In this study, fecal samples were collected from 15 RD infants and 15 H infants. All infants were given equal amounts of breast milk and complementary foods. The differences in proteins, AAs, and FAs profiles in fecal samples between RD infants and H infants were analyzed to deepen the understanding of relationship between RD and fecal metabolites profile.

2. Objectives

The thirty fecal samples used in this study were collected at a period from November 2018 to February 2019, among them, fifteen fecal samples were obtained from the RD infants (mean age 6.8 months old; range 4 - 9 months old; sex ratio 1:1), who were officially diagnosed as RD patients by the Harbin Children's Hospital using specific enzyme immunoassay method (6). Other 15 fecal samples were collected from the H infants ranging 4 to 9 months old (mean 6.8 months; sex ratio 1:1) were provided by volunteers in Harbin city. All infants were provided with the same diet, including equal amounts of breast milk, fruit puree, and rice flour. All fecal samples after collection were transferred into sterile plastic tubes, immediately dispatched to the laboratory where the study was conducted, and then stored at -80°C before use. In addition, this study was approved by the local ethics committee, and “freely given informed consent” was signed by parents of all infants.

3. Methods

3.1. Composition Assays of Fecal Proteins

Approximately 100 mg fecal samples (wet weight) were transferred to a sterilized centrifuge tube, followed by the addition of trifluoracetic acid (0.15% v/v) of 200 μL and a gently mixing. All samples were centrifuged at 13,000 rpm for 5 min at 4°C using a refrigerating centrifuge (Heraeus, Hanau, Germany) to obtain fecal supernatants (16). The supernatants of 10 μL were heated at 95°C for 10 min, and analyzed with Sodium dodecyl sulfate-polyacrylamide gel electrophoresis (SDS-PAGE) using 5% stacking gel and 12% separating gel respectively and the Coomassie brilliant blue R-250C staining (17). The gels were scanned with an HP scanner (HP 1000, USA) to obtain corresponding images of protein bands. After that, the fecal protein feature was analyzed using a relative ratio analysis with Scion image PC software (Scion Co, Frederisk, USA) (18).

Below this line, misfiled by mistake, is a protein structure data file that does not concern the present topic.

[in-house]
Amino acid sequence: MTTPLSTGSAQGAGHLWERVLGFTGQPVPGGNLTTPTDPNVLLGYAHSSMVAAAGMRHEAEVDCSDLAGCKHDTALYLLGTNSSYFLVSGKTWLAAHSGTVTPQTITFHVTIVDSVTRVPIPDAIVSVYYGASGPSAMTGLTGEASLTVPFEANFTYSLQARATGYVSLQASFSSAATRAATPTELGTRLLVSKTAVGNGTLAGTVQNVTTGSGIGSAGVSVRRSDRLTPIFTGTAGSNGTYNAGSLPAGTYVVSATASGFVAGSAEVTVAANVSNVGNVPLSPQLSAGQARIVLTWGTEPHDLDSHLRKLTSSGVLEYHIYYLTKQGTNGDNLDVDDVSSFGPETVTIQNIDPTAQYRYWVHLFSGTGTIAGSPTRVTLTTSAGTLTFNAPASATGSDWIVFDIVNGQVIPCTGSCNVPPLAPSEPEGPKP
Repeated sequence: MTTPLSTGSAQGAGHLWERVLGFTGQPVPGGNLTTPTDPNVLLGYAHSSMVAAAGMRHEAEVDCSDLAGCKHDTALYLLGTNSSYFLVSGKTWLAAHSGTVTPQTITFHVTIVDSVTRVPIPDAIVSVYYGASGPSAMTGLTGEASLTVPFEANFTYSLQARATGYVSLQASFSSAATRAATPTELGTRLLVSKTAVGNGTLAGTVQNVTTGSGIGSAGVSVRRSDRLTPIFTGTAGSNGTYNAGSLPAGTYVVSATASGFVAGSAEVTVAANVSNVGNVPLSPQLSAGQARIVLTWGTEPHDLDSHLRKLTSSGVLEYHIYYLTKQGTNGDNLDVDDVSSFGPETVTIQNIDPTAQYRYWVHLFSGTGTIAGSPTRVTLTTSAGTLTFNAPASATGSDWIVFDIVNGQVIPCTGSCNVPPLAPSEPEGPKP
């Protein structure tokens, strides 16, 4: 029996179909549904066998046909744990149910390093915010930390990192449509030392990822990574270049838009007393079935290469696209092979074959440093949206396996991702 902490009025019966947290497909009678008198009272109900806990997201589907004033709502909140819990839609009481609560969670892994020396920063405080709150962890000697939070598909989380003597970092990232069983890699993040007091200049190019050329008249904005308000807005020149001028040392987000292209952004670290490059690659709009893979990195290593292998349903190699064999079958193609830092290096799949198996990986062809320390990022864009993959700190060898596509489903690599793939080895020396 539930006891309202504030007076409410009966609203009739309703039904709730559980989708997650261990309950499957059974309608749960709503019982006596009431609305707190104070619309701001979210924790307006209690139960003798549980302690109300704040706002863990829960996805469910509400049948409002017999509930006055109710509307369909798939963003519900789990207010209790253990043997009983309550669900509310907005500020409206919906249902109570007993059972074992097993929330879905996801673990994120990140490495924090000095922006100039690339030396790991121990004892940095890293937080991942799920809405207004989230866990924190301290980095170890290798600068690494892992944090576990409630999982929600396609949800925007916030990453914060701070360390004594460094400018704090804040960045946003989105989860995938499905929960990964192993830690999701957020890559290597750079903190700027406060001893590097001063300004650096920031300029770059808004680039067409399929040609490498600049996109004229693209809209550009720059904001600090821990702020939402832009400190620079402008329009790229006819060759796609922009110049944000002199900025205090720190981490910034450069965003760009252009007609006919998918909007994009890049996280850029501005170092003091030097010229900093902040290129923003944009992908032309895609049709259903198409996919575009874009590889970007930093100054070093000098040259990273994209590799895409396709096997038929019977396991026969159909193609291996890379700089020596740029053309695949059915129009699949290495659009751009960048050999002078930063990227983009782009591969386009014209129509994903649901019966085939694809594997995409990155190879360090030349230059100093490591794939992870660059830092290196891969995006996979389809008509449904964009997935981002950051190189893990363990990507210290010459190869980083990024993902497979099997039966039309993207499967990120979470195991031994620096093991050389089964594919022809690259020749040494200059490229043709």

3.2. Assays of Fecal Amino Acids Profile

Fecal samples of 1 g (wet weight) were weighed and transferred to a hydrolysis tube. 6 mol/L HCl of 13 mL and 3 drops of phenol were added to the fecal samples followed by a vacuum treatment with 99.99% nitrogen. The hydrolysis tube was kept at 110°C for 22 h in a thermoelectric thermostat drying box to obtain the fecal hydrolysate. After filtration, fecal hydrolysate of 1 mL was dried with vacuum condition at 45°C, and then dissolved in 1mL of citrate buffer (pH 2.2). Finally, the types and contents of fecal AAs were determined with external standard method using an automatic amino acid analyzer (Hitachi, L-8900, Tokyo, Japan) (19).

3.3. Assays of Fecal Fatty Acids Profile

Approximately 100 mg (wet weight) fecal samples weighed and etherified with boron fluoride methanol methyl esterification method reported by Lópezlópez et al. (20). The supernatant containing methyl FAs was analyzed by high performance gas chromatography (HPGC) using Agilent 7890A gas chromatograph (Palo Alto, USA) to determine the relative amount of FAs in; feces.

3.4. Statistical Analysis

Each trial was independently carried out in triplicate. The data were analyzed by two-tailed Student's t-test to compare two groups using SPSS 20.0 software (SPSS, Inc., Chicago, IL, USA). The data were expressed as mean values ± standard deviations. The level of statistical significance was set at ≤ 0.05 for all analyses.

4. Results

The gel bands representing fecal proteins from RD infants and fifteen H infants are presented according to SDS-PAGE results (Figure 1). Using a relative ratio analysis by Scion image PC software, the relative proportion of each band was determined according to its brightness (Table 1). The results showed that all bands were divided into 17 groups based on the molecular weight of proteins, among them, significant differences (P < 0.05) in relative proportions of fecal proteins were found in four groups, including 50 - 55 KDa, 67 - 69 KDa, 79 - 80 KDa, and 84 - 85 KDa. In addition, compared to H infants, the relative proportions of fecal proteins with 50 - 55 KDa, 79 - 80 KDa, and 84 - 85 KDa from RD infants decreased significantly (P < 0.05), meanwhile, the relative proportion of fecal proteins with 67 - 69 KDa increased significantly (P < 0.05).

Figure 1. SDS-PAGE analysis of fecal proteins of 30 infants. (A) Lane M: marker, Lanes 1 - 15: RD infants (B) Lane M: marker, Lanes 1 - 15: H infants.
Table 1. Differences in Composition of Fecal Proteins Between RD Infants and H Infants a
Protein Molecular Weight (KDa)Relative Proportion (%)
RD GroupH Group
150 - 16012.09 ± 2.45A14.23 ± 3.83A
140 - 1507.07 ± 4.27A5.03 ± 2.15A
84 - 8510.88 ± 5.38A0B
79 - 807.70 ± 4.33A1.47 ± 0.25B
67 - 690A8.25 ± 2.05B
58 - 6619.51 ± 5.72A11.67 ± 7.77A
50 - 556.55 ± 1.77A0B
43 - 446.20 ± 1.21A8.42 ± 2.12A
42 - 4311.46 ± 2.05A7.68 ± 1.34A
39 - 4117.19 ± 6.93A16.42 ± 4.46A
37 - 3910.02 ± 4.87A10.21 ± 4.00A
35 - 376.55 ± 2.03A5.16 ± 1.64A
33 - 356.60 ± 1.76A9.76 ± 2.65A
30 - 318.75 ± 6.92A6.23 ± 3.82A
22 - 2622.60 ± 11.11A29.12 ± 11.94A
19 - 2014.35 ± 9.41A10.57 ± 4.34A
14 - 1610.48 ± 5.60A12.7 5± 0.30A

aSuperscripts with different capital letters within the same row are significantly different (P < 0.05).